Many of the names I see listed as "Jewish" seem to have their origins
from the Bible. But in the bible names such as Peter, Paul, John, Mary
and even Jesus were names used during that period and were they not all
Jewish at that time? Agreeably, over time, certain names have been
synonymous with one religion or the other like those I've just
mentioned. But having said that, we must also keep in mind that some
religious groups such the Quakers and the Amish often used/use
traditional biblical names. For example, the genealogy of my
sister-in-law's family (she is not Jewish) such names as Elias/Eliaz,
Moses, Benjamin, Abraham, Daniel, and Solomon.

Then there is my Jewish family which includes "national" names from
Germany, France, Paraguay, and Poland such as Johanna, Herman, Olga,
Henri, Emilio, and Rosa. All of which came >from religious families and
never came to the US or Canada.

Keep in mind that are many reasons why a child will be named what they
are named: nationality, depth of religiousness, attitude of the time,
family, or in honor of someone outside the family who may not be Jewish.
Born into the religion, the child will be Jewish no matter what he/she
is named. To quote a famous saying: "What is in a name? A rose by
another name is still a rose."

And please, no heated responses this is just one person's personal
opinion.

Thank you,
Debby Gincig Painter


JewishGen Discussion Group #JewishGen Re: Obtaining mental health records of a deceased family member #general

Jeff Hecht <jeff@...>
 

Much to my surprise, I was able to obtain similar records >from the New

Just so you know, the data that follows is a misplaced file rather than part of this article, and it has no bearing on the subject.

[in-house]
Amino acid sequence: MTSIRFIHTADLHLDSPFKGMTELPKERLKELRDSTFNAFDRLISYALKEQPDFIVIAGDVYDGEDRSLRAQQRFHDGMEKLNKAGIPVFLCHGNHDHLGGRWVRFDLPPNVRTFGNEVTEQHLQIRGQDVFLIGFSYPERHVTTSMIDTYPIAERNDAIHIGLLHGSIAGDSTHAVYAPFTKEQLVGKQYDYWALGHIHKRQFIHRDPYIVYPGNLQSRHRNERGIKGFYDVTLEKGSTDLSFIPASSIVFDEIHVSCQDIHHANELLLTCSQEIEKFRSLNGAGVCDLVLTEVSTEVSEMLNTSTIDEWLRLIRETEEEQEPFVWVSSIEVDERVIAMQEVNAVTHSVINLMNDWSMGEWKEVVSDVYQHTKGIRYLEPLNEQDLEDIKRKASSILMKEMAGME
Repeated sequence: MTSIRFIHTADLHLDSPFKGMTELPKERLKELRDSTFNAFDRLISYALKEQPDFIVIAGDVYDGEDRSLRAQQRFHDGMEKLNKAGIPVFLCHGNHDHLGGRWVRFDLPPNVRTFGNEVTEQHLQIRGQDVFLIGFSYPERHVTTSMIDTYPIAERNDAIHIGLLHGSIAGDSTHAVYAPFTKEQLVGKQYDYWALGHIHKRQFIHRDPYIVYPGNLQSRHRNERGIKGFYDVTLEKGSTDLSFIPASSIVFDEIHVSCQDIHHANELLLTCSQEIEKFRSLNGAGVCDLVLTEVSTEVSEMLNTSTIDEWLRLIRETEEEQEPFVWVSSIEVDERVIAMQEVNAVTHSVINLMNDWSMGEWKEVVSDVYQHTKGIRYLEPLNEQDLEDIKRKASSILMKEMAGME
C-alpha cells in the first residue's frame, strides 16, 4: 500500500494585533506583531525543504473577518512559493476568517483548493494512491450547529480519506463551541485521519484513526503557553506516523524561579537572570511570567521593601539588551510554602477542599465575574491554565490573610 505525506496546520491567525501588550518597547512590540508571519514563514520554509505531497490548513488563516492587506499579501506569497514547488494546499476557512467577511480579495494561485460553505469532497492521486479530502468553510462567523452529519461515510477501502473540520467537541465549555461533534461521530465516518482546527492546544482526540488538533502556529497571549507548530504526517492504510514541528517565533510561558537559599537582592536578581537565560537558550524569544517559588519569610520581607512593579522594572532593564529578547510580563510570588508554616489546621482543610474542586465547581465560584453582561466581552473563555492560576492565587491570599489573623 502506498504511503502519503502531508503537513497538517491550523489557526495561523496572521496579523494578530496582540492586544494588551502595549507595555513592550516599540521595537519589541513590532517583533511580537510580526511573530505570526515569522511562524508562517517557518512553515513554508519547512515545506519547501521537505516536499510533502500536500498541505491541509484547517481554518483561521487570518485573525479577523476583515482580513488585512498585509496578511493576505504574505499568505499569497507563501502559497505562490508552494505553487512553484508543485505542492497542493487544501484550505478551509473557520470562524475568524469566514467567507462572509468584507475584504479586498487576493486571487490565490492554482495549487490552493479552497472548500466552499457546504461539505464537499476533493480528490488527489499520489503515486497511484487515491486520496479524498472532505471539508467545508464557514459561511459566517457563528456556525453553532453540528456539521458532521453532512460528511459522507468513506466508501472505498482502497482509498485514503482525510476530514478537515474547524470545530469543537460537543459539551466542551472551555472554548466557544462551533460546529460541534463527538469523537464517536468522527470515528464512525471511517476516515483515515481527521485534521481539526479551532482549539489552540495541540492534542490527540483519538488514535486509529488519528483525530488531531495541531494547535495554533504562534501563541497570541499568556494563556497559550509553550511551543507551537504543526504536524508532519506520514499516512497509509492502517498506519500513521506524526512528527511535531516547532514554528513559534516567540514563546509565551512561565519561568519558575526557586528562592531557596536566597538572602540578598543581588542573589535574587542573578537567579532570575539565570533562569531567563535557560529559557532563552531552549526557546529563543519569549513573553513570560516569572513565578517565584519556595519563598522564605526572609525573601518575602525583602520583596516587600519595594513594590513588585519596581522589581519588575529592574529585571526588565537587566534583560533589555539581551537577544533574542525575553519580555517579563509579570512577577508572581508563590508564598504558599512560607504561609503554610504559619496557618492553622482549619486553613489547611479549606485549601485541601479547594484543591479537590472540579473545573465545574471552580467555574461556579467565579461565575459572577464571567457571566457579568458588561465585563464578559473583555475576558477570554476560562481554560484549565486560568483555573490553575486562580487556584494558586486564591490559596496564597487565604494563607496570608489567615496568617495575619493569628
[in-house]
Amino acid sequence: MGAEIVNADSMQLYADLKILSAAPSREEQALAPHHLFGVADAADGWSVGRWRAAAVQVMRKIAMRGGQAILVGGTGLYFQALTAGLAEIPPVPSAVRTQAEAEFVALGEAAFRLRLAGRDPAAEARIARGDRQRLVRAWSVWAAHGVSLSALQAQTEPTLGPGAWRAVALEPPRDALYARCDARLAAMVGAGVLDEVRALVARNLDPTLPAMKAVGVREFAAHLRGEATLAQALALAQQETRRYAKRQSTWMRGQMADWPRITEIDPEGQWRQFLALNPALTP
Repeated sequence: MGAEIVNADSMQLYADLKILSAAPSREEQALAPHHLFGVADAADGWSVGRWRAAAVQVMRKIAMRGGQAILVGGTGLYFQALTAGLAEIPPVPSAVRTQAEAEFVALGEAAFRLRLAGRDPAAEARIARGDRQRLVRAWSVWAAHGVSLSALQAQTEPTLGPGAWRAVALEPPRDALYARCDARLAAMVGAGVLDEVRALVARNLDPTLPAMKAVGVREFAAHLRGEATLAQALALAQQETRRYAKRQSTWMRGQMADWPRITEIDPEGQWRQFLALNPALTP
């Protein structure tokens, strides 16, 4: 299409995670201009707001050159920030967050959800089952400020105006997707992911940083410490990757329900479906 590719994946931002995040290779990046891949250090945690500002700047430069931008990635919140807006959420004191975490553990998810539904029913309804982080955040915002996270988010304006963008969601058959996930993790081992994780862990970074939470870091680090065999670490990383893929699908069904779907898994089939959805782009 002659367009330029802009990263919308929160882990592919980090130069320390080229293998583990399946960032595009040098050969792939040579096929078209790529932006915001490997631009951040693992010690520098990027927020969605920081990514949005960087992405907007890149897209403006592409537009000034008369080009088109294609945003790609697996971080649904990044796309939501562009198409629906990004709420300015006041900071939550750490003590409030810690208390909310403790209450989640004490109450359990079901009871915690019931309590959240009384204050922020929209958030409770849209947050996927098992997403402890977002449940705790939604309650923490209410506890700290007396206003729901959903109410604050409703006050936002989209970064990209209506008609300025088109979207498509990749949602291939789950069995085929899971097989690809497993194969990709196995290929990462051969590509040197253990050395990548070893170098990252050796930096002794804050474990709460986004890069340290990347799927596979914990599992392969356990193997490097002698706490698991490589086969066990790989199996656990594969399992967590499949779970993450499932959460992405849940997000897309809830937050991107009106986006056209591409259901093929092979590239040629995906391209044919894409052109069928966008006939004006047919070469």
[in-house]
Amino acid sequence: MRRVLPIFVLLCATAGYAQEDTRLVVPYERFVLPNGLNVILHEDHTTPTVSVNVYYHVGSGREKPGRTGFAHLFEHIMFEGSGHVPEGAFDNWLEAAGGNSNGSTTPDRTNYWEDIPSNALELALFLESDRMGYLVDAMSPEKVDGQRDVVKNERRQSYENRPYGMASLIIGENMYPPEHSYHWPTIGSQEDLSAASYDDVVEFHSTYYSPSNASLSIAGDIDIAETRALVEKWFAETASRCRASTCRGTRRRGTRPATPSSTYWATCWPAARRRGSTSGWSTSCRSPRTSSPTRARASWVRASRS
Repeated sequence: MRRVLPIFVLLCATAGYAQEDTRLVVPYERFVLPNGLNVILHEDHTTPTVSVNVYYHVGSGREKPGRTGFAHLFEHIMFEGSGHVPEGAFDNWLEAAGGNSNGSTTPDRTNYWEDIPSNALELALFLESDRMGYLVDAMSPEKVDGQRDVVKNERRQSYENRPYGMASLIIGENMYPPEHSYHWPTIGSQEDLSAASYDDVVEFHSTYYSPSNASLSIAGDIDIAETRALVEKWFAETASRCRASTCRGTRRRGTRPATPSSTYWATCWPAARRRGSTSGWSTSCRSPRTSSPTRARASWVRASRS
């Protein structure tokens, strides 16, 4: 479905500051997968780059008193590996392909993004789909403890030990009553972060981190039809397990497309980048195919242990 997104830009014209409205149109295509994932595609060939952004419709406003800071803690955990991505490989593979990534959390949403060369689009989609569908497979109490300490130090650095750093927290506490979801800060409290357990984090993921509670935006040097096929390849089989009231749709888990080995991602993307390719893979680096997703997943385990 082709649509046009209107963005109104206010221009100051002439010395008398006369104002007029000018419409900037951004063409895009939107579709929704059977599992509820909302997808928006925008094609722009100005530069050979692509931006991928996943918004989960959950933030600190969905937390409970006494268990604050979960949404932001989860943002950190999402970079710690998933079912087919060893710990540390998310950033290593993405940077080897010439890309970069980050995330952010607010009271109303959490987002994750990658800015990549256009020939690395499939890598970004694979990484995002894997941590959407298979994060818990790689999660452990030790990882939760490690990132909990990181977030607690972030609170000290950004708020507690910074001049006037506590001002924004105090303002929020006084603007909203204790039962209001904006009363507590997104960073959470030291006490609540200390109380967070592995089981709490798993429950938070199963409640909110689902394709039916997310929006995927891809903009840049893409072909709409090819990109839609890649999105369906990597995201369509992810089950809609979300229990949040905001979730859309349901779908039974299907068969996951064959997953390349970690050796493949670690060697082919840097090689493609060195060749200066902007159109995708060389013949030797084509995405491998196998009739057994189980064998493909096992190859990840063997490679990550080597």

York State mental hospital where my great-grandmother died in 1929
(>from dementia, probably Alzheimer's disease). I second the comment
that they can be very useful. -- Jeff Hecht

Maggie Linz wrote:


We were fortunate to learn that my husband's great-aunt had been
hospitalized for manic-depression at a psychiatric clinic in Jena,
Thueringen. I wrote and asked if her records were still available (not
really believing they could still exist)and explained we were trying to
find out the names of her husband and child, so we could learn their
fates. [clipped]

These records include letters >from family members and are a real treasure.
Although we have only had some of the documents translated so far, my
husband has learned more about his grandmother's family than he ever
learned >from his grandmother or father. I would encourage others to make
the effort to obtain such records.


JewishGen Discussion Group #JewishGen "Christian Name" #general

Rachel Slansky
 

Add the confusion that "christian name" is the common English-language
term for first-name . . .
I don't think it's used much in the US; I can't remember ever hearing it
rather than "first name".
I hear it quite often, but I do must of my research in the US on
non-Jewish family members.

Rachel Slansky


JewishGen Discussion Group #JewishGen Re: nomenclature "Christian name"; first name #general

Dan Goodman <dsgood@...>